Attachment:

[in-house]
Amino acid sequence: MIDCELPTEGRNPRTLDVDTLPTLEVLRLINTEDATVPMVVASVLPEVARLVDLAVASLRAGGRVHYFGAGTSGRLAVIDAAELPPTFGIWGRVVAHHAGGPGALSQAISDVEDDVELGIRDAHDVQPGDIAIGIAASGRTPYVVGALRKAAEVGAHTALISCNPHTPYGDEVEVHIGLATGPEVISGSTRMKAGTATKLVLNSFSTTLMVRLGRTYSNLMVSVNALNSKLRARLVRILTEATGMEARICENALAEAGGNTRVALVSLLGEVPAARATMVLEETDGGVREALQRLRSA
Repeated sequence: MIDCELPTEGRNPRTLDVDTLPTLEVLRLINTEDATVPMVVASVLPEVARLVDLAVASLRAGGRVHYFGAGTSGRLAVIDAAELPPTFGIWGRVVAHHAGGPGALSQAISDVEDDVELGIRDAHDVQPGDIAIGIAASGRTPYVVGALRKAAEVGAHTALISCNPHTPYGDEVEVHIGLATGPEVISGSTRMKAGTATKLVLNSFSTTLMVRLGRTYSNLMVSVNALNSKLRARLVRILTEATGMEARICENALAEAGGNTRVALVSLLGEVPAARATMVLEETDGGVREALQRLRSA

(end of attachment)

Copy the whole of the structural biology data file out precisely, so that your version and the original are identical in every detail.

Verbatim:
[in-house]
Amino acid sequence: MIDCELPTEGRNPRTLDVDTLPTLEVLRLINTEDATVPMVVASVLPEVARLVDLAVASLRAGGRVHYFGAGTSGRLAVIDAAELPPTFGIWGRVVAHHAGGPGALSQAISDVEDDVELGIRDAHDVQPGDIAIGIAASGRTPYVVGALRKAAEVGAHTALISCNPHTPYGDEVEVHIGLATGPEVISGSTRMKAGTATKLVLNSFSTTLMVRLGRTYSNLMVSVNALNSKLRARLVRILTEATGMEARICENALAEAGGNTRVALVSLLGEVPAARATMVLEETDGGVREALQRLRSA
Repeated sequence: MIDCELPTEGRNPRTLDVDTLPTLEVLRLINTEDATVPMVVASVLPEVARLVDLAVASLRAGGRVHYFGAGTSGRLAVIDAAELPPTFGIWGRVVAHHAGGPGALSQAISDVEDDVELGIRDAHDVQPGDIAIGIAASGRTPYVVGALRKAAEVGAHTALISCNPHTPYGDEVEVHIGLATGPEVISGSTRMKAGTATKLVLNSFSTTLMVRLGRTYSNLMVSVNALNSKLRARLVRILTEATGMEARICENALAEAGGNTRVALVSLLGEVPAARATMVLEETDGGVREALQRLRSA